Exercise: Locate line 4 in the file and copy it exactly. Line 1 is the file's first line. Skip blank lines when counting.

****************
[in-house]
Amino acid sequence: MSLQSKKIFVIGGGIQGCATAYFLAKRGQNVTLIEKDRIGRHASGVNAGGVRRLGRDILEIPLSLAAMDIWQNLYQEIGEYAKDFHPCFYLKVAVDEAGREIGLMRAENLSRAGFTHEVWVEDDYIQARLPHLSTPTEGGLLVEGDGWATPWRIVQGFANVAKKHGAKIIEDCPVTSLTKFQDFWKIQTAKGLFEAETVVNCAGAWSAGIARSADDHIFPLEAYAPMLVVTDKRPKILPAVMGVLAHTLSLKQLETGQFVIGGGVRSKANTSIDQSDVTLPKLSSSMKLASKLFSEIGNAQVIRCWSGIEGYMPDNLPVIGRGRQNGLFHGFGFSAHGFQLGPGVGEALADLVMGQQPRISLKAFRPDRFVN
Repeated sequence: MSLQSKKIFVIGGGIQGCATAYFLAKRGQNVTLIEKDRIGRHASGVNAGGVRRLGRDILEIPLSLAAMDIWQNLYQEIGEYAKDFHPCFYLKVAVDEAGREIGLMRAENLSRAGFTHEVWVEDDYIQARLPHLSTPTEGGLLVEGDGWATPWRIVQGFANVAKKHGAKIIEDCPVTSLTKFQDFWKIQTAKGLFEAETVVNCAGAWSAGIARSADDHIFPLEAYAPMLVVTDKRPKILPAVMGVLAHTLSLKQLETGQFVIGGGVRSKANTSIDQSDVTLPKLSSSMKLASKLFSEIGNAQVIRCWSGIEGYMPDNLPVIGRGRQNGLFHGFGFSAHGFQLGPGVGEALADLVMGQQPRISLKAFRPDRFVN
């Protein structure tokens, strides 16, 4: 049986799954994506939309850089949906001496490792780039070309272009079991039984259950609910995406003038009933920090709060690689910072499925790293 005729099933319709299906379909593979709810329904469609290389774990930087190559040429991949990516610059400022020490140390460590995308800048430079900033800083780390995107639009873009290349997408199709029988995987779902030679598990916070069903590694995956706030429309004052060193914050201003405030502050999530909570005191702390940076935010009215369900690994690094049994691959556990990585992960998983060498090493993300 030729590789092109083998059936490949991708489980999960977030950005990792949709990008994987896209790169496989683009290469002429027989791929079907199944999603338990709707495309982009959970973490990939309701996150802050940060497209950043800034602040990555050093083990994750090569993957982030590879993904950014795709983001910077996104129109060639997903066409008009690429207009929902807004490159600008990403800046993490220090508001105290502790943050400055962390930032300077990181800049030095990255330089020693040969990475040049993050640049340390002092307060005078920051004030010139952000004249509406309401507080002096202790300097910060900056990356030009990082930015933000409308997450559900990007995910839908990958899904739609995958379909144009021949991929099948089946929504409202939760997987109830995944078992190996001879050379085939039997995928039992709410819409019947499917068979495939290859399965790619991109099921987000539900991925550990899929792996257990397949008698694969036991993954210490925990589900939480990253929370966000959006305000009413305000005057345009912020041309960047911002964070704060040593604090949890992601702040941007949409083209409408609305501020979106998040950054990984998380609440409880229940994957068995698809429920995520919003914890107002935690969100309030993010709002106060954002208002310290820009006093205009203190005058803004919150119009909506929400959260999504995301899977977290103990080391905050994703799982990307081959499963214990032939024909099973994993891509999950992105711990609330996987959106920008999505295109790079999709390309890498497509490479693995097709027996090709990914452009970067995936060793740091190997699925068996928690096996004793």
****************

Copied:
């Protein structure tokens, strides 16, 4: 049986799954994506939309850089949906001496490792780039070309272009079991039984259950609910995406003038009933920090709060690689910072499925790293 005729099933319709299906379909593979709810329904469609290389774990930087190559040429991949990516610059400022020490140390460590995308800048430079900033800083780390995107639009873009290349997408199709029988995987779902030679598990916070069903590694995956706030429309004052060193914050201003405030502050999530909570005191702390940076935010009215369900690994690094049994691959556990990585992960998983060498090493993300 030729590789092109083998059936490949991708489980999960977030950005990792949709990008994987896209790169496989683009290469002429027989791929079907199944999603338990709707495309982009959970973490990939309701996150802050940060497209950043800034602040990555050093083990994750090569993957982030590879993904950014795709983001910077996104129109060639997903066409008009690429207009929902807004490159600008990403800046993490220090508001105290502790943050400055962390930032300077990181800049030095990255330089020693040969990475040049993050640049340390002092307060005078920051004030010139952000004249509406309401507080002096202790300097910060900056990356030009990082930015933000409308997450559900990007995910839908990958899904739609995958379909144009021949991929099948089946929504409202939760997987109830995944078992190996001879050379085939039997995928039992709410819409019947499917068979495939290859399965790619991109099921987000539900991925550990899929792996257990397949008698694969036991993954210490925990589900939480990253929370966000959006305000009413305000005057345009912020041309960047911002964070704060040593604090949890992601702040941007949409083209409408609305501020979106998040950054990984998380609440409880229940994957068995698809429920995520919003914890107002935690969100309030993010709002106060954002208002310290820009006093205009203190005058803004919150119009909506929400959260999504995301899977977290103990080391905050994703799982990307081959499963214990032939024909099973994993891509999950992105711990609330996987959106920008999505295109790079999709390309890498497509490479693995097709027996090709990914452009970067995936060793740091190997699925068996928690096996004793």